Antimicrobial resistance (AMR) is a growing threat to the world — albeit one that is beginning to concentrate minds in the pharmaceutical sector. “I think more notice is being given to AMR now, particularly in developed countries,” says Claire Richards, Principal Scientist, Infectious Disease, Discovery Services, at Charles River Laboratories, a preclinical contract research organisation (CRO) which provides products and services to help with the discovery, early-stage development and safety of novel drugs and therapeutics. 

It wasn't always this way. In the past, large pharmaceutical companies usually invested more in chronic diseases, which give greater return on investment compared with acute infectious disease. However, infectious elements are increasingly suspected of playing a role in chronic conditions not previously associated with microorganisms. Several of these conditions are age-related diseases, requiring long-term treatments. Such long-term chronic infections are likely to favour the emergence of resistant bacteria — which underlines why the problem needs to be addressed urgently. “This is why the US and Europe are putting more and more resources into AMR research,” explains Richards. “But the fact is that it's expensive — and money is always a limiting factor.” 

 

Maximising use of funds

 

"For any company carrying out research into new compounds, it's vital to have knowledge of the complex biology of the pathogen AND the host.”

However, pharma companies can optimise expenditure in this area by outsourcing research work to CROs such as Charles River, whose specialist knowledge of complex host-pathogen interactions ensures the most appropriate model is selected for the client. Applying a targeted approach, in-depth expertise and in vitro support, facilitates the progression of novel drugs and translational research into the clinic. 

“It can be more cost-effective to give this kind of research to a CRO like ourselves which regular runs reproducible validated models,” says Richards. “It's not just big and small pharma companies that use our services. Virtual companies and academic institutions may have novel ideas and the capability to carry out basic research, but lack the know-how to take it through to the development stage, so rely on CROs to do it for them.”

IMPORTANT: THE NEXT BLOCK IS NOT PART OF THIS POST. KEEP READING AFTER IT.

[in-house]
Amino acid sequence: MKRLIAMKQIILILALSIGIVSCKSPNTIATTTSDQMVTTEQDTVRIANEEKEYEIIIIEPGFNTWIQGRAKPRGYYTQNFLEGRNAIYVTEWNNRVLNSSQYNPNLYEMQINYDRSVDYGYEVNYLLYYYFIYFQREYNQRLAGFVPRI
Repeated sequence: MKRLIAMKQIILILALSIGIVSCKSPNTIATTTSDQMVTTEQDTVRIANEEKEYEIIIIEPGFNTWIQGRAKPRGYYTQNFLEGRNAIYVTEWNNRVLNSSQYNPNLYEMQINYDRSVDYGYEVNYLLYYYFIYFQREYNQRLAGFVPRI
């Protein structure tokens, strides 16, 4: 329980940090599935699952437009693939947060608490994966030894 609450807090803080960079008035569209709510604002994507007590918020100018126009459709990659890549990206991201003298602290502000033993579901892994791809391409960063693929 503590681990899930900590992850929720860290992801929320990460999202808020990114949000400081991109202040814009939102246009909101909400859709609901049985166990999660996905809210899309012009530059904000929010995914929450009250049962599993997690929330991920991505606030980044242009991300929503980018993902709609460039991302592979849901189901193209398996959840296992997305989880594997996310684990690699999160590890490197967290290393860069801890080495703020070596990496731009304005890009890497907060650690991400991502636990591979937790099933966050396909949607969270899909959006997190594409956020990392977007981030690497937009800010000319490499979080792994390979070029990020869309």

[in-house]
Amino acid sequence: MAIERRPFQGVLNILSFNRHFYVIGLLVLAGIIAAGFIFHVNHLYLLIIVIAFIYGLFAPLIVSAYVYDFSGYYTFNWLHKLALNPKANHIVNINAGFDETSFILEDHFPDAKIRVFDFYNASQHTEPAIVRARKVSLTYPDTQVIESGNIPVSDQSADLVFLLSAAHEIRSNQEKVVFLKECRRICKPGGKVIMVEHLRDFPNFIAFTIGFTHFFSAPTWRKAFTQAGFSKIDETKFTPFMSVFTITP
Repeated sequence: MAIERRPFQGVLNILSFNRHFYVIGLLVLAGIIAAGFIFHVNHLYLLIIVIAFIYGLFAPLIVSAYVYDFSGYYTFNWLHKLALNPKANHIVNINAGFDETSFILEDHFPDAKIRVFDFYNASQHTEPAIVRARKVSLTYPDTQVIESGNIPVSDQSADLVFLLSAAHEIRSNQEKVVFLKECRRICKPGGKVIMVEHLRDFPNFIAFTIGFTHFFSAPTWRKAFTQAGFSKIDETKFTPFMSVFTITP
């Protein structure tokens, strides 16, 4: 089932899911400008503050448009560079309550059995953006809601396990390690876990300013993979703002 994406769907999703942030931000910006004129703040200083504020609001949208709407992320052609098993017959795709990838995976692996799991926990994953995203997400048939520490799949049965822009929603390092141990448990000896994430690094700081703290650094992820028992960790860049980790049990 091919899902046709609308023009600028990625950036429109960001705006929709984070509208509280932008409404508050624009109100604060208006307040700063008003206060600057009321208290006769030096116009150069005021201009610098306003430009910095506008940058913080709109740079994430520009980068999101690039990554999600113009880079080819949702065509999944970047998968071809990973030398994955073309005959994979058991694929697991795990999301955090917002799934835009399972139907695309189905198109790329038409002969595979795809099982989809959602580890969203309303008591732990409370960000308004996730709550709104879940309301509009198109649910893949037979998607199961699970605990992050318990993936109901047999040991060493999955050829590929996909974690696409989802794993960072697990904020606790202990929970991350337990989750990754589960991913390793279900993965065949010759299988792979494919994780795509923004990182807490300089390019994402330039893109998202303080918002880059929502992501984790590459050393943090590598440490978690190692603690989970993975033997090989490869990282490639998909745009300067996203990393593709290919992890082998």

Understanding complex biology

 

Outsourcing to a CROs doesn't simply save money. It can save time, too. “Because models and assays are ready to go, analysis is started immediately and proof of concept can be given quickly,” says Richards. “Working with a good CRO can knock years off a development program.”

“For any company carrying out research into new compounds, it's vital to have knowledge of the complex biology of the pathogen AND the host,” says Richards. “When introducing a new compound, you need to know how it might affect the host and pathogen, either beneficially or adversely. For example, a drug might have a toxic effect or influence cell signalling and interactions, which may be beneficial or not. The key is understanding those complex interactions.” When it comes to combination therapy — which involves using different types of approved drugs that are already in the clinic — expertise in Pharmacology and Molecular Microbiology is essential in order to optimise combinations so that the right types of drugs work together.

 

Speeding up infectious disease research

 

By bringing together areas of microbiology and immunology and up-to-date technology, Charles River ensures that infectious disease discovery research — an area which is developing rapidly — is accomplished quickly and effectively. It's a fascinating space in which to work, notes Richards.

“The industry's understanding of immune response is increasing all the time,” she says. “Novel technologies such as the Nanostring, are providing a better understanding of global gene expression changes following infection. Meanwhile, the emergence of new, high-throughput models such as the Galleria mellonella wax moth model, allows us to study virulence and novel compound efficacy and toxicity at an earlier project stage. Breakthroughs such as these will only continue and should ensure that new and novel therapies reach the clinic faster in the future.”